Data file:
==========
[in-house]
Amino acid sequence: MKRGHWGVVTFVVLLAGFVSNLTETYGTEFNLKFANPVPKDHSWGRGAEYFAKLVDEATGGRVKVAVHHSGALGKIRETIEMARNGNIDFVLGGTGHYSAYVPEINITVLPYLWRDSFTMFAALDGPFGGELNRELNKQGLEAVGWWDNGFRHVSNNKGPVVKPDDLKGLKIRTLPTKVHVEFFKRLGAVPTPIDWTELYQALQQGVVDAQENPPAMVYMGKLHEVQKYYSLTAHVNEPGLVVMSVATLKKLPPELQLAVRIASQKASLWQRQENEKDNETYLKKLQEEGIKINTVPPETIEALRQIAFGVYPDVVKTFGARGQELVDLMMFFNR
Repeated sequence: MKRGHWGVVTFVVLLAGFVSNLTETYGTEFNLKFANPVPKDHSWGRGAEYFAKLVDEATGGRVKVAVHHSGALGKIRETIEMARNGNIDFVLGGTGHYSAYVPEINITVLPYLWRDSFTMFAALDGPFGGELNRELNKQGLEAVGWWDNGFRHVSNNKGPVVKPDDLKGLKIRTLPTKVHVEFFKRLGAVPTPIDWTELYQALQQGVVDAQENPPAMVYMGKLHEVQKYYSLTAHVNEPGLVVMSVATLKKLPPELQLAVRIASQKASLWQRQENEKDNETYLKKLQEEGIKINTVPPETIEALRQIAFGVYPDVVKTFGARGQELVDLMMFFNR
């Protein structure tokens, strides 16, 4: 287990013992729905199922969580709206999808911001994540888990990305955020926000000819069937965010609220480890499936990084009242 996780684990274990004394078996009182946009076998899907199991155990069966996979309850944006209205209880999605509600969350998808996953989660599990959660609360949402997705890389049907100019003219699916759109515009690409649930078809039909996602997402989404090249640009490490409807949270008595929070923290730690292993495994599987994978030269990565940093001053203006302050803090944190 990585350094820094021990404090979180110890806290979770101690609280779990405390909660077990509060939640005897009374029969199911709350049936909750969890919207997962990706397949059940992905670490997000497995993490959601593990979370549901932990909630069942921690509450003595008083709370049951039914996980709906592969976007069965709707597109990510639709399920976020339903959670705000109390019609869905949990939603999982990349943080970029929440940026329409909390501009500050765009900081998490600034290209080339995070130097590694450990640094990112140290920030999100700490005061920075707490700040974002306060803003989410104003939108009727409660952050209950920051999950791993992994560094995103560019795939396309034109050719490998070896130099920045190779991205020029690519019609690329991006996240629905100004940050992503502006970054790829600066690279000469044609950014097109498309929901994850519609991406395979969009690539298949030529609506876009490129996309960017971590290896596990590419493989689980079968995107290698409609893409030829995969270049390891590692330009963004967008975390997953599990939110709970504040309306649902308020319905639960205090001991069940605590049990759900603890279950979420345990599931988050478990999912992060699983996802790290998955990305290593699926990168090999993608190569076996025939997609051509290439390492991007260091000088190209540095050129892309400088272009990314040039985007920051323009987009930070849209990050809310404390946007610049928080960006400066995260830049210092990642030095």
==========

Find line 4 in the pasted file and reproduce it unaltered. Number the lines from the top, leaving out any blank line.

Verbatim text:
């Protein structure tokens, strides 16, 4: 287990013992729905199922969580709206999808911001994540888990990305955020926000000819069937965010609220480890499936990084009242 996780684990274990004394078996009182946009076998899907199991155990069966996979309850944006209205209880999605509600969350998808996953989660599990959660609360949402997705890389049907100019003219699916759109515009690409649930078809039909996602997402989404090249640009490490409807949270008595929070923290730690292993495994599987994978030269990565940093001053203006302050803090944190 990585350094820094021990404090979180110890806290979770101690609280779990405390909660077990509060939640005897009374029969199911709350049936909750969890919207997962990706397949059940992905670490997000497995993490959601593990979370549901932990909630069942921690509450003595008083709370049951039914996980709906592969976007069965709707597109990510639709399920976020339903959670705000109390019609869905949990939603999982990349943080970029929440940026329409909390501009500050765009900081998490600034290209080339995070130097590694450990640094990112140290920030999100700490005061920075707490700040974002306060803003989410104003939108009727409660952050209950920051999950791993992994560094995103560019795939396309034109050719490998070896130099920045190779991205020029690519019609690329991006996240629905100004940050992503502006970054790829600066690279000469044609950014097109498309929901994850519609991406395979969009690539298949030529609506876009490129996309960017971590290896596990590419493989689980079968995107290698409609893409030829995969270049390891590692330009963004967008975390997953599990939110709970504040309306649902308020319905639960205090001991069940605590049990759900603890279950979420345990599931988050478990999912992060699983996802790290998955990305290593699926990168090999993608190569076996025939997609051509290439390492991007260091000088190209540095050129892309400088272009990314040039985007920051323009987009930070849209990050809310404390946007610049928080960006400066995260830049210092990642030095």